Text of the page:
Law review accords with society’s view on death penalty

By Su Li Source:Global Times Published: 2014-10-27 23:48:03

The Standing Committee of the National People's Congress is reviewing a draft amendment to China's Criminal Law, one highlight of which is to scrap the death penalty for nine crimes, including raising funds by means of fraud and smuggling weapons and nuclear materials.

The trend of reducing the use of the death penalty in China is clear. In the wake of the last amendment to the Criminal Law in 2011, 13 nonviolent economic crimes were trimmed from the list of offenses eligible for the death penalty. If the new amendment is passed and nine more crimes are exempt from capital punishment, the number of offenses punishable by death will be lowered to 46.

China's executions of criminals have long been cited by overseas rights groups to denounce the country's human rights situation. The Chinese authorities' stance is firm - abolishing the death penalty is impractical given current social conditions, but the eligible crimes should be gradually cut to limit the usage of capital punishment.

In recent years there has been great controversy over the death sentence in certain criminal cases in China. But the discussions among both academia and the public have become increasingly rational. At the moment, there is basic social consensus that China should not immediately abolish the death penalty, but should push toward this direction in a gradual way. Some scholars have proposed concrete steps that can contribute to this progress, including further boosting transparency of executions, setting a timeline for removing capital punishment and fostering a social culture that adapts to a criminal justice system without the death penalty.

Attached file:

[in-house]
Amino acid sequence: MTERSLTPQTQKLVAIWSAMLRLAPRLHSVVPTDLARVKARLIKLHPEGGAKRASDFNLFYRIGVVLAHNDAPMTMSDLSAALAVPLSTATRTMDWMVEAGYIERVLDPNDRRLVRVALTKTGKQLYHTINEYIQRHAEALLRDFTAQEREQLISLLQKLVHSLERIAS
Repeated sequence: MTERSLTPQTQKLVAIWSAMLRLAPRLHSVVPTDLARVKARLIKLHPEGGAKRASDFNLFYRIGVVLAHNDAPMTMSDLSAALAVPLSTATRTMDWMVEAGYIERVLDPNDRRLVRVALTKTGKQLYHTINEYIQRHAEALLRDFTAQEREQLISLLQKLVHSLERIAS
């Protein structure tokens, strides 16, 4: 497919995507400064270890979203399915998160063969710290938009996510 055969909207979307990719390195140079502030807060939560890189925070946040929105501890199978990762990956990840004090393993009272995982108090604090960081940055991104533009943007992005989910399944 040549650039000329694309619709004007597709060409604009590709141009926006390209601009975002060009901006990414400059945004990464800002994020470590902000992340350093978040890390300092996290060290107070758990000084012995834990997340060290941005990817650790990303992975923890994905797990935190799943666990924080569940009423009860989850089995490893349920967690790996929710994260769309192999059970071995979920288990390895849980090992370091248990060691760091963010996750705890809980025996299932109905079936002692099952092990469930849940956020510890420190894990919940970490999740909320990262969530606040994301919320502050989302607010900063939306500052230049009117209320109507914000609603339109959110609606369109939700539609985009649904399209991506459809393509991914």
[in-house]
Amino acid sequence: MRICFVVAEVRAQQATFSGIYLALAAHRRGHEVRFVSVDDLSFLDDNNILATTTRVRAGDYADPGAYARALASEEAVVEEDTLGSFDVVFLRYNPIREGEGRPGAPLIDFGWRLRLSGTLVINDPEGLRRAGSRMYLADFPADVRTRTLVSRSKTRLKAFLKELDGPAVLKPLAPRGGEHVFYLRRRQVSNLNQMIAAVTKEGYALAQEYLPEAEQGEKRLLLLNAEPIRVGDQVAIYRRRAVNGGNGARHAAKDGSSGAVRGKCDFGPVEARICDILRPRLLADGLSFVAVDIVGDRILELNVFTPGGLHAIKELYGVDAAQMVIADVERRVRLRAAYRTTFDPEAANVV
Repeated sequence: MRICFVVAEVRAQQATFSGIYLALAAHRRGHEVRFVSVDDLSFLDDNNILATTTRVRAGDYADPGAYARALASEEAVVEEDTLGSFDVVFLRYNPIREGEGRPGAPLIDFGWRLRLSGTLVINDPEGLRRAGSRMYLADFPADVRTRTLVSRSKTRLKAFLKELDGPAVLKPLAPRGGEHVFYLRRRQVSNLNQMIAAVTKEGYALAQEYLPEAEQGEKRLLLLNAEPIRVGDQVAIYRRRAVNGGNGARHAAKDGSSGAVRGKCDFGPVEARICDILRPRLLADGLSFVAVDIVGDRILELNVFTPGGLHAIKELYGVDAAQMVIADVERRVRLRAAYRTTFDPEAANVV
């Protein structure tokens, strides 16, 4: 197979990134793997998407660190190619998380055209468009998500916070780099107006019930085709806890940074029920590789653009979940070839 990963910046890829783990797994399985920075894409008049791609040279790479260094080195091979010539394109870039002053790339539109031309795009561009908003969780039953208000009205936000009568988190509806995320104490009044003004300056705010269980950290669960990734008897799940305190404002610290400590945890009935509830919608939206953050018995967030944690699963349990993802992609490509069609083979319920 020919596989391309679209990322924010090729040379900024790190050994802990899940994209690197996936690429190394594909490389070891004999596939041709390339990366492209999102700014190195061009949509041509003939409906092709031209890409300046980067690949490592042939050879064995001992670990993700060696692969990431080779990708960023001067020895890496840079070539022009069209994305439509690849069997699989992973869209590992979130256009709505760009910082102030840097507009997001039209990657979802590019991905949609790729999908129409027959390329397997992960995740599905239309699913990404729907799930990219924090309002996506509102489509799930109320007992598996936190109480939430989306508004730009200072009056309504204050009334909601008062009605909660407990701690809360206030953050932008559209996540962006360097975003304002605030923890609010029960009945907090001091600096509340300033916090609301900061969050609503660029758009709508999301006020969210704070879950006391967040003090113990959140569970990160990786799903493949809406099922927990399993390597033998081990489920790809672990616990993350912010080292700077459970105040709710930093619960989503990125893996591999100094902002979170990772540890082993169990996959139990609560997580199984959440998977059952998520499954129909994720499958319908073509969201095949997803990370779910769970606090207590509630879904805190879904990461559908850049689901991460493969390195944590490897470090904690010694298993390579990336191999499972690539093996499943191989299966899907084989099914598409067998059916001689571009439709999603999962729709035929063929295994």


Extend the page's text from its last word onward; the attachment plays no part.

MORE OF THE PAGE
Among the public, an agreement has also taken shape that flexible  opinions and consequent irrational appeals should not be considered as one of the parameters that decide the pace of China's death penalty reform.

Clear and concrete procedural reforms have been carried out. Since the reforms introduced in 2007, notable protections have been introduced in death penalty cases, including mandatory appellate hearings, longer trials, and stricter review of death sentences. According to media reports, in June 2014, China's Supreme People's Court overturned a death sentence against Li Yan from Sichuan Province, who killed and dismembered her husband in 2010, after reviewing evidence of domestic violence. This was seen as a landmark decision among China watchers abroad, and the UN immediately expressed its welcome of such developments in China.

Abolishing the death penalty is a long historical process, which has seen twists and turns across the world in the past two centuries. Today it has become an eye-catching issue in international politics. There are many challenges ahead before phasing out the death penalty. But it is vital that great progress is being made in both procedural design and judicial practice concerning capital punishment.

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